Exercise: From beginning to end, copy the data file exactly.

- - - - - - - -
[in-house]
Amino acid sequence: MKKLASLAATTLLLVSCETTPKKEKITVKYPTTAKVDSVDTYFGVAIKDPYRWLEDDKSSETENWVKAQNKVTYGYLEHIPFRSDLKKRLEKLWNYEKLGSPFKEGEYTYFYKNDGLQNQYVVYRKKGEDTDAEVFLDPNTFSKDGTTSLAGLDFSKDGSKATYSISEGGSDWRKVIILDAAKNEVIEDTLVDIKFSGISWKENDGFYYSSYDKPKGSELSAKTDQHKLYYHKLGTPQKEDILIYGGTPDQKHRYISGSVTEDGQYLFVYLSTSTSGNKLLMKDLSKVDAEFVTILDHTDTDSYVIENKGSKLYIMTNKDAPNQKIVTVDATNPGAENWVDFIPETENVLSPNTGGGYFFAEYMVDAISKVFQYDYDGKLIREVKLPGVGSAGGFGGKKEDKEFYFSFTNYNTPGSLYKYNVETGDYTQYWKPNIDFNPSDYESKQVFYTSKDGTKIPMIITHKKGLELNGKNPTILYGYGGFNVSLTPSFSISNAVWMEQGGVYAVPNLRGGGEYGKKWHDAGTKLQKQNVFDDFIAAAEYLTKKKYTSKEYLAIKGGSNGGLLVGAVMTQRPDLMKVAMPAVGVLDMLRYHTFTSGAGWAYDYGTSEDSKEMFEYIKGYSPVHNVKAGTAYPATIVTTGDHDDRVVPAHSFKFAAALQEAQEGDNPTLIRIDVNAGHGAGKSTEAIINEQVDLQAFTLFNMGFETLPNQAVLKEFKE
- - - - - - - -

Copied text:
[in-house]
Amino acid sequence: MKKLASLAATTLLLVSCETTPKKEKITVKYPTTAKVDSVDTYFGVAIKDPYRWLEDDKSSETENWVKAQNKVTYGYLEHIPFRSDLKKRLEKLWNYEKLGSPFKEGEYTYFYKNDGLQNQYVVYRKKGEDTDAEVFLDPNTFSKDGTTSLAGLDFSKDGSKATYSISEGGSDWRKVIILDAAKNEVIEDTLVDIKFSGISWKENDGFYYSSYDKPKGSELSAKTDQHKLYYHKLGTPQKEDILIYGGTPDQKHRYISGSVTEDGQYLFVYLSTSTSGNKLLMKDLSKVDAEFVTILDHTDTDSYVIENKGSKLYIMTNKDAPNQKIVTVDATNPGAENWVDFIPETENVLSPNTGGGYFFAEYMVDAISKVFQYDYDGKLIREVKLPGVGSAGGFGGKKEDKEFYFSFTNYNTPGSLYKYNVETGDYTQYWKPNIDFNPSDYESKQVFYTSKDGTKIPMIITHKKGLELNGKNPTILYGYGGFNVSLTPSFSISNAVWMEQGGVYAVPNLRGGGEYGKKWHDAGTKLQKQNVFDDFIAAAEYLTKKKYTSKEYLAIKGGSNGGLLVGAVMTQRPDLMKVAMPAVGVLDMLRYHTFTSGAGWAYDYGTSEDSKEMFEYIKGYSPVHNVKAGTAYPATIVTTGDHDDRVVPAHSFKFAAALQEAQEGDNPTLIRIDVNAGHGAGKSTEAIINEQVDLQAFTLFNMGFETLPNQAVLKEFKE